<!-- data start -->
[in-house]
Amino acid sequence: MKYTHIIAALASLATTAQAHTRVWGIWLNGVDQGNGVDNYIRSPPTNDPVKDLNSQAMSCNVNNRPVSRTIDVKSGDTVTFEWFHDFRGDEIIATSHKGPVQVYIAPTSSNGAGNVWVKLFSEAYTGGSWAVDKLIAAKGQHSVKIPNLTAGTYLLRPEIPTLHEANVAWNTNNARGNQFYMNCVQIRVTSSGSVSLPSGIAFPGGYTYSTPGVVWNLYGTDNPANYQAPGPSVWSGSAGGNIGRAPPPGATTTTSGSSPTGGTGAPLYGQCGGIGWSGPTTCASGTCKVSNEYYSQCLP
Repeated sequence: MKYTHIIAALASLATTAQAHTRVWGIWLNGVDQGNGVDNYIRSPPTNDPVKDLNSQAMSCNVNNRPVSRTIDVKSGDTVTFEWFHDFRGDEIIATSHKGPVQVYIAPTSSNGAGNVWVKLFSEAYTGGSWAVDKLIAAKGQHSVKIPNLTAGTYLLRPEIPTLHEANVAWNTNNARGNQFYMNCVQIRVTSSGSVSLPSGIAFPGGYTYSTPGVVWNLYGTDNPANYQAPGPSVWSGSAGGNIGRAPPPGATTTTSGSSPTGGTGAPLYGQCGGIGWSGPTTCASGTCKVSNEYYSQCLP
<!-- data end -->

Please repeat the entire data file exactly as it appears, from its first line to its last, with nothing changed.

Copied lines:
[in-house]
Amino acid sequence: MKYTHIIAALASLATTAQAHTRVWGIWLNGVDQGNGVDNYIRSPPTNDPVKDLNSQAMSCNVNNRPVSRTIDVKSGDTVTFEWFHDFRGDEIIATSHKGPVQVYIAPTSSNGAGNVWVKLFSEAYTGGSWAVDKLIAAKGQHSVKIPNLTAGTYLLRPEIPTLHEANVAWNTNNARGNQFYMNCVQIRVTSSGSVSLPSGIAFPGGYTYSTPGVVWNLYGTDNPANYQAPGPSVWSGSAGGNIGRAPPPGATTTTSGSSPTGGTGAPLYGQCGGIGWSGPTTCASGTCKVSNEYYSQCLP
Repeated sequence: MKYTHIIAALASLATTAQAHTRVWGIWLNGVDQGNGVDNYIRSPPTNDPVKDLNSQAMSCNVNNRPVSRTIDVKSGDTVTFEWFHDFRGDEIIATSHKGPVQVYIAPTSSNGAGNVWVKLFSEAYTGGSWAVDKLIAAKGQHSVKIPNLTAGTYLLRPEIPTLHEANVAWNTNNARGNQFYMNCVQIRVTSSGSVSLPSGIAFPGGYTYSTPGVVWNLYGTDNPANYQAPGPSVWSGSAGGNIGRAPPPGATTTTSGSSPTGGTGAPLYGQCGGIGWSGPTTCASGTCKVSNEYYSQCLP